The Ultimate Guide to Camping, Glamping, and RVing in North Carolina

tips for best camping in north carolina

So, you want to go camping in North Carolina? Well, you’ve come to the right place. North Carolina offers a wide variety of camping types, from seaside campgrounds, forest RV parks and glamping in the mountains. Read on to find out everything you need to know about camping, glamping and RVing in North Carolina.

Is North Carolina good for camping?

Yes! North Carolina is full of natural beauty and awe-inspiring landscapes. With 41 state parks and 13 National parks (one of which is the most visited National park in the country – hint: it’s great…and smoky), North Carolina is a camper’s dream. From tent camping on the beach to RVing in the Great Smoky Mountains, North Carolina has some of the most exciting campgrounds in the country. Let’s dive into some of the best places to camp in North Carolina.

Best Camping in North Carolina

If you’re looking for the best camping in North Carolina, you’ll have many options ranging from the Great Smoky Mountains National Park to the sandy shores of the Atlantic Ocean. Hit the Blue Ridge Parkway, or pick a campground near a major city like Durham, Asheville, Raleigh, Charlotte, Greensboro and Winston-Salem. If you’re not quite sure and need a place to start, try choosing your camping style first.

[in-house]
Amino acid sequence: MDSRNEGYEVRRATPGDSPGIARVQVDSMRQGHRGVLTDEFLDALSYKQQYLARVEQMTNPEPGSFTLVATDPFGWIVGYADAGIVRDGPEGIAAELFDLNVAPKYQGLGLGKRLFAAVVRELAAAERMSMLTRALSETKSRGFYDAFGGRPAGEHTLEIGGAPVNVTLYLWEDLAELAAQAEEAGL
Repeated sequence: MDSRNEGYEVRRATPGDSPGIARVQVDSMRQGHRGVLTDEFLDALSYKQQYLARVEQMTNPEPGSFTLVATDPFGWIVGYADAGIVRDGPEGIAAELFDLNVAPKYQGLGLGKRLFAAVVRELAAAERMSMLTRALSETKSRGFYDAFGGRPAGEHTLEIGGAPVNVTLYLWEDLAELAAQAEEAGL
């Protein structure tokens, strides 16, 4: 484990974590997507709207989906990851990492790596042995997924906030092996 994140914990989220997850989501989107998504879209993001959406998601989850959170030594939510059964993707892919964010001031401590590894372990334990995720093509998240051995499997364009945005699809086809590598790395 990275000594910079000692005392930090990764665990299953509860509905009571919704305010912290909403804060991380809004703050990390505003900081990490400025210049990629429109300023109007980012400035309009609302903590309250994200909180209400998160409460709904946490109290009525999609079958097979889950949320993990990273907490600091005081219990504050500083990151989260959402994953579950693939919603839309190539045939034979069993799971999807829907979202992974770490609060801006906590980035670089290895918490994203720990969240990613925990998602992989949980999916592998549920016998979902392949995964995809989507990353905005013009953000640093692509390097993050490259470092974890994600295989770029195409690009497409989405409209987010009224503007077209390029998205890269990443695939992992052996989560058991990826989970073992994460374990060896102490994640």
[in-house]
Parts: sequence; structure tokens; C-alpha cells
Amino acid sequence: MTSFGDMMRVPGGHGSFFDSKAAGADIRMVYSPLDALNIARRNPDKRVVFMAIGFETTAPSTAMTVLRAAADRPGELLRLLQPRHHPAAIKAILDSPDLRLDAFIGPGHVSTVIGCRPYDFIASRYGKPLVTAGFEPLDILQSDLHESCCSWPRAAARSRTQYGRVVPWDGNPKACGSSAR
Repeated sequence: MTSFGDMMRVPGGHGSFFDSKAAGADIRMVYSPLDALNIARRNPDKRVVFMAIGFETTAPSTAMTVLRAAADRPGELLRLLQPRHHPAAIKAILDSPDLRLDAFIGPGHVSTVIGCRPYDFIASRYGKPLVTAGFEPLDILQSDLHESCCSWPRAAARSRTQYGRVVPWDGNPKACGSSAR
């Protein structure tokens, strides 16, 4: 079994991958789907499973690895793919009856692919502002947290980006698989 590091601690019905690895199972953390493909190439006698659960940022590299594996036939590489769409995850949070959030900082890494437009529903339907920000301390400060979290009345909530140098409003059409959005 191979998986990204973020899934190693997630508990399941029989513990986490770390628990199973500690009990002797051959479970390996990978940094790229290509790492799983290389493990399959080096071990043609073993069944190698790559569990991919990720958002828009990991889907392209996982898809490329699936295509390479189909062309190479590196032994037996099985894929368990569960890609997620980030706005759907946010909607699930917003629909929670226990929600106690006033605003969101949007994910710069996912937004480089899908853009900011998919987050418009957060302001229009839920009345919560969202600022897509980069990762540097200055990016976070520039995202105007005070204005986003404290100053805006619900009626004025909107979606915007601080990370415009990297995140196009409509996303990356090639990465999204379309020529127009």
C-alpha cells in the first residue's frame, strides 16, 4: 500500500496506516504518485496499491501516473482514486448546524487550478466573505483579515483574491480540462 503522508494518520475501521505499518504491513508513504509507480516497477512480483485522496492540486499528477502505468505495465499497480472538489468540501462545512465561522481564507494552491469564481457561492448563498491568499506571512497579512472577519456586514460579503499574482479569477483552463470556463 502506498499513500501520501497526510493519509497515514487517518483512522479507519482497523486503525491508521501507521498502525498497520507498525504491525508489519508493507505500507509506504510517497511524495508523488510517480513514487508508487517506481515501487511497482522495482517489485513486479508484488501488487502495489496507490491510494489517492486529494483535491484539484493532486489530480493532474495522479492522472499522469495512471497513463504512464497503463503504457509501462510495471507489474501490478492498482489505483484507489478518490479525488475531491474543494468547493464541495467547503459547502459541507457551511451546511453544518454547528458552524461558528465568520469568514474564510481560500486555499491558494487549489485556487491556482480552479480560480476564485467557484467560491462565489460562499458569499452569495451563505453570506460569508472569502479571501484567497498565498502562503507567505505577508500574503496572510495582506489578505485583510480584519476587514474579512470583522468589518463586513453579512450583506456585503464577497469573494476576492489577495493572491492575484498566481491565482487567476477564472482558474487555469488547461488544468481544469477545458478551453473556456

Best RV Parks in North Carolina

RVing in North Carolina is an adventure to say the least. Driving the Blue Ridge Parkway or the Great Smoky Mountains are a few fan favorites, but don’t forget the beautiful RV parks on the shores of the Atlantic ocean and the Outer Banks, too. Here are a few of the best RV parks in North Carolina.

Stonebridge RV Resort

Stonebridge RV Resort

Stonebridge RV Resort and Campgrounds in Maggie Valley, NC has been a part of The Great Smoky Mountains, providing quality vacations since 1965. It's the perfect gateway for a family vacation, so welcoming that families return generation after generation! Make Stonebridge RV Resort your next getaway destination!

Lakewood RV Resort

Lakewood RV Resort

Lakewood RV Resort is located in Hendersonville, NC, just 30 minutes south of Asheville and about an hour away from Smoky Mountain National Park. We built our RV resort with recreational vehicle lovers in mind, offering extensive facilities and everything else you could want to make your stay as relaxing and enjoyable as possible.

Camp Hatteras

Camp Hatteras